There’s so much to see in Rome that aimlessly wandering the city’s fantastic old centre can yield a surprise at every turn, whether it’s an ancient statue, a marvellous Baroque fountain or a bustling piazza.
This exuberant city of Baroque architecture and opulent churches is one of the must-sees of the Italian south.
The ancient theatres at Siracusa and Taormina are magnificent summer stages for Greek drama, while the temple complex at nearby Agrigento is one of the finest such sites outside Greece itself.
Italian wine is undergoing a resurgence, and there’s nothing like sampling local varieties in an enoteca or wine bar, accompanied by a plate of regional cheese and cold meats.
This so-called “ideal city” and art capital, created by Federico da Montefeltro, the ultimate Renaissance man, is one of the most memorable of all Italian provincial cities.
Ravenna’s Byzantine mosaics – in the churches of Sant’Apollinare Nuovo and San Vitale – are a stunning testimony to the city’s ranking as the capital of Europe fifteen hundred years ago.
Everyone should see the stunning Amalfi Coast at least once in their life.
Crowded or not, this is one of Europe’s grandest urban spaces and home to Italy’s most exotic cathedral.
One of the country’s finest – and best-sited – cathedrals, with a marvellous fresco cycle by Luca Signorelli.
Florence’s cathedral dome is instantly recognizable – and is one of the world’s most significant engineering feats.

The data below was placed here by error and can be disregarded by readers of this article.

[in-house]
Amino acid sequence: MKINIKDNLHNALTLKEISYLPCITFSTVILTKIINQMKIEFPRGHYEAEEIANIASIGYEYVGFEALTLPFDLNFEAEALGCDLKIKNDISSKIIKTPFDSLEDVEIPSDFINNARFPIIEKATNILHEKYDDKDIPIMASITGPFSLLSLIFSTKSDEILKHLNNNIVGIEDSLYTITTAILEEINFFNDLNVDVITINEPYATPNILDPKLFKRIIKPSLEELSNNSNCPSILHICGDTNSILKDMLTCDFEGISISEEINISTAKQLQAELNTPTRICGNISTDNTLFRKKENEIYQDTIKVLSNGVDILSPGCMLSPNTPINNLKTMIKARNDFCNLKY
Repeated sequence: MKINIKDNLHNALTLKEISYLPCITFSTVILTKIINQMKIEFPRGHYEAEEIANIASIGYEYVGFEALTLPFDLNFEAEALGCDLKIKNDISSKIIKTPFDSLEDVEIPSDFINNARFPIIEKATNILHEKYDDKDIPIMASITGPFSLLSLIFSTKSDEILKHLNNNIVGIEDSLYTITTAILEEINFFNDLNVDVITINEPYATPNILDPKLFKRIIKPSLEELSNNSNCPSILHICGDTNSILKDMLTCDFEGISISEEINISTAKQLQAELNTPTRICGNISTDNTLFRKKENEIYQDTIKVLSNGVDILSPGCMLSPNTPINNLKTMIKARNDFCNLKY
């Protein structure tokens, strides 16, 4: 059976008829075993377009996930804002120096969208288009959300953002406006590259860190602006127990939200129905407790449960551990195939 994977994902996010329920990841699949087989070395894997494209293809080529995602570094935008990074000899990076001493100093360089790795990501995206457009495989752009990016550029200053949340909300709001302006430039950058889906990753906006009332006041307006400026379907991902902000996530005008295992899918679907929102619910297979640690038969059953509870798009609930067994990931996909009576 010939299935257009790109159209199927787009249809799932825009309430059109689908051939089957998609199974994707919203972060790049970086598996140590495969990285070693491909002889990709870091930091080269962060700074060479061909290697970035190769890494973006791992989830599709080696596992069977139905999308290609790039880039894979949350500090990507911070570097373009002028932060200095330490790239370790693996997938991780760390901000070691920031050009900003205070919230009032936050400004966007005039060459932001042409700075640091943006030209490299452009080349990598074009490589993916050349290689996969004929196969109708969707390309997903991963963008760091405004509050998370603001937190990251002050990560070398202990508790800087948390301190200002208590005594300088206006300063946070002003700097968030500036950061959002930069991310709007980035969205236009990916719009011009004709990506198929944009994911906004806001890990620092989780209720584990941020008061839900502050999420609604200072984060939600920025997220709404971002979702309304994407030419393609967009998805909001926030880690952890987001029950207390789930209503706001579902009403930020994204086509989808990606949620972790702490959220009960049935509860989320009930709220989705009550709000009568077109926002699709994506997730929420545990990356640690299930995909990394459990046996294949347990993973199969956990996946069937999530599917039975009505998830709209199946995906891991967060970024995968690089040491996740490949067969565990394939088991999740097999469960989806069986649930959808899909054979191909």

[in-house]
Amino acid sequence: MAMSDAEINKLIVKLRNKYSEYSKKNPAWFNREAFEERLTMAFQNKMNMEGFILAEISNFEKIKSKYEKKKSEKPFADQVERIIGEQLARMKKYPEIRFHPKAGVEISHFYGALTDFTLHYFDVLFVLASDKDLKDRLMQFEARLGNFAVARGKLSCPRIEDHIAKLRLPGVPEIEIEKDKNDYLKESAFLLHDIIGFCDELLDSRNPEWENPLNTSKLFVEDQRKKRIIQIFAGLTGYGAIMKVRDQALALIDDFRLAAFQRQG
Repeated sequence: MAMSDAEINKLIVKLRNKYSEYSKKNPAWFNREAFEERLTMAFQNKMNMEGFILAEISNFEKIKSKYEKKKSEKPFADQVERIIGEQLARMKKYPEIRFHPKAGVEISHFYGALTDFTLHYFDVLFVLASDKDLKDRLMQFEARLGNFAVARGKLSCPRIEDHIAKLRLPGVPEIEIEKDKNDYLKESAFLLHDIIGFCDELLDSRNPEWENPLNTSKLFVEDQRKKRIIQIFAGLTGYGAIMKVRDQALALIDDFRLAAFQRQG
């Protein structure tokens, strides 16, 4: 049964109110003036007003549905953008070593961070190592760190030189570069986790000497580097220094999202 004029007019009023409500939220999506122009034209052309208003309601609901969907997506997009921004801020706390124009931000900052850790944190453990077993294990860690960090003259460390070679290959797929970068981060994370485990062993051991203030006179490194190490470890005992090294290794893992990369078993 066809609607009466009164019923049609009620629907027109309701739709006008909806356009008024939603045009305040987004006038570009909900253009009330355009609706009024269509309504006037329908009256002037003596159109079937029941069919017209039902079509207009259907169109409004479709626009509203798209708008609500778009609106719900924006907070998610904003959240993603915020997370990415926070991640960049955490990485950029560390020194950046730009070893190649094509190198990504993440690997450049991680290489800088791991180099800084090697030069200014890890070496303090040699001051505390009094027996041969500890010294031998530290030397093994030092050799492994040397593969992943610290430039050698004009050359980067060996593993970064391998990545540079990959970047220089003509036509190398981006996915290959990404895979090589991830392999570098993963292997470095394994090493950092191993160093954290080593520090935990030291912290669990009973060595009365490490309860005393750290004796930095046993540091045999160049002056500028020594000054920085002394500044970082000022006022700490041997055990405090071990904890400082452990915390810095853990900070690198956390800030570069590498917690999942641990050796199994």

You can eat pizza all over Italy, but nowhere is it quite as good as in its home town of Naples.
If you can escape the hordes, this region is one of Italy’s most beguiling, with stunning scenery and plenty of activities.
This mountainous Tuscan island offers great beaches and fantastic hiking.
Italy’s third-largest national park, and probably its wildest, with marvellous walking and wildlife.
One of Italy’s most celebrated collections of art, and Florence’s most essential attraction.
Farmstays and rural retreats are one of Italy’s lesser-known specialities and can be among the country’s most spectacular and bucolic places to stay.
Probably the two best-preserve sites in the country, destroyed and at the same time preserved by the eruption of Vesuvius in AD 79.
There are plenty of places to sun-worship in Italy, but Sardinia’s coastline ranks among one of the most beautiful.
Leonardo da Vinci’s mural for the refectory wall of Santa Maria delle Grazie is one of the world’s most resonant images.
The artist’s frescoes in Padua’s Cappella degli Scrovegni constitute one of the great works of European art.
The spiky landscape of the Dolomites is perfect hiking country, covered in dramatic long-distance trails.
The burial place of St Francis and one of Italy’s greatest church buildings, with frescoes by Giotto and Simone Martini.
The largest and richest collection of art and culture in the world. You’d be mad to miss it.